Predictors of Intervention Adherence Among Young People Living With HIV
Abstract:Objective: To examine adherence to a 23-session intervention for young people living with HIV. Methods: Two hundred eight HIV-positive youth were assigned by small cohort to a behavioral intervention. Results: Youth with more personal strengths were more likely to attend the intervention; those with more competing environmental demands (eg, employment, school) were less likely to attend the intervention. Using a social support, spiritual hope, or self-destructive and escape coping style was associated with attendance. Youth who reported many sexual partners attended fewer sessions. Adherence varied by cohort assignment. Conclusion: When designing future interventions, high attendance should be considered as a goal.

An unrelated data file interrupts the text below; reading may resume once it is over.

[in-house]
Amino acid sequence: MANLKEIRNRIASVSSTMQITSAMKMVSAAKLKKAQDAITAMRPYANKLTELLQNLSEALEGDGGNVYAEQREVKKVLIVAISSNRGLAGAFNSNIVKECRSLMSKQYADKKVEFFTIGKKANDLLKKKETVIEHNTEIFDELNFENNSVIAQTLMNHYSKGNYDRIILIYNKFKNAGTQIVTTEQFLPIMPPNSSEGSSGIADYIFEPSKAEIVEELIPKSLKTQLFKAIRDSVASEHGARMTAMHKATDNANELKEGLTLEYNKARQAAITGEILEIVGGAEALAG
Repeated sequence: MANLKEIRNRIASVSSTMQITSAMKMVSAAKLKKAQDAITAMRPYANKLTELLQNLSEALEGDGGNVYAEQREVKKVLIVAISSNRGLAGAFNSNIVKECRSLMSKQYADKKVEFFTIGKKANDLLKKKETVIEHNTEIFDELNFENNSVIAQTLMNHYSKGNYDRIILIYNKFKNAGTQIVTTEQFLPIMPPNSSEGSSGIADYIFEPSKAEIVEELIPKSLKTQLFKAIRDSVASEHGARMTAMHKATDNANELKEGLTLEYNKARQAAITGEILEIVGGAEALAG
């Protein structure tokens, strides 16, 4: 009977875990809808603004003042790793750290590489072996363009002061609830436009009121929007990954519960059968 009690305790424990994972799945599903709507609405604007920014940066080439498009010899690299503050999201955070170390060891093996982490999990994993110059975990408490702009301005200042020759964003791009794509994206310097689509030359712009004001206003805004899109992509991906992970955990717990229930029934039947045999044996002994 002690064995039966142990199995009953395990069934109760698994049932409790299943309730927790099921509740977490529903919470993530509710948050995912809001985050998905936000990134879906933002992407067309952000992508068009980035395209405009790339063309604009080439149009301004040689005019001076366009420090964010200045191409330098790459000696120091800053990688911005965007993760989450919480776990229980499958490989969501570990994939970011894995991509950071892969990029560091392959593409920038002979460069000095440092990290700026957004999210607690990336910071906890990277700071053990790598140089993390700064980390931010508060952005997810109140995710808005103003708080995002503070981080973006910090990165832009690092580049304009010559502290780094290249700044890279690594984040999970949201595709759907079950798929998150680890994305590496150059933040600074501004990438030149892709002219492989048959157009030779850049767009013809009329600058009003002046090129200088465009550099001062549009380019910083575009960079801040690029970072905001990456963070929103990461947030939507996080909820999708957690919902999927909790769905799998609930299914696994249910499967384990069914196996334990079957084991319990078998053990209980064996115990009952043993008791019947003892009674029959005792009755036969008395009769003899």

Document Type: Research Article
Affiliations: 1: Department of Statistics, Korea University, Seoul, Korea. 2: Department of International Health, Georgetown University, Washington, DC. 3: Department of Psychiatry; Center for Community Health 4: Center for Community Health, University of California, Los Angeles, CA.
Publication date: March 1, 2006
The American Journal of Health Behavior seeks to improve the quality of life through multidisciplinary health efforts in fostering a better understanding of the multidimensional nature of both individuals and social systems as they relate to health behaviors.
The Journal aims to provide a comprehensive understanding of the impact of personal attributes, personality characteristics, behavior patterns, social structure, and processes on health maintenance, health restoration, and health improvement; to disseminate knowledge of holistic, multidisciplinary approaches to designing and implementing effective health programs; and to showcase health behavior analysis skills that have been proven to affect health improvement and recovery.
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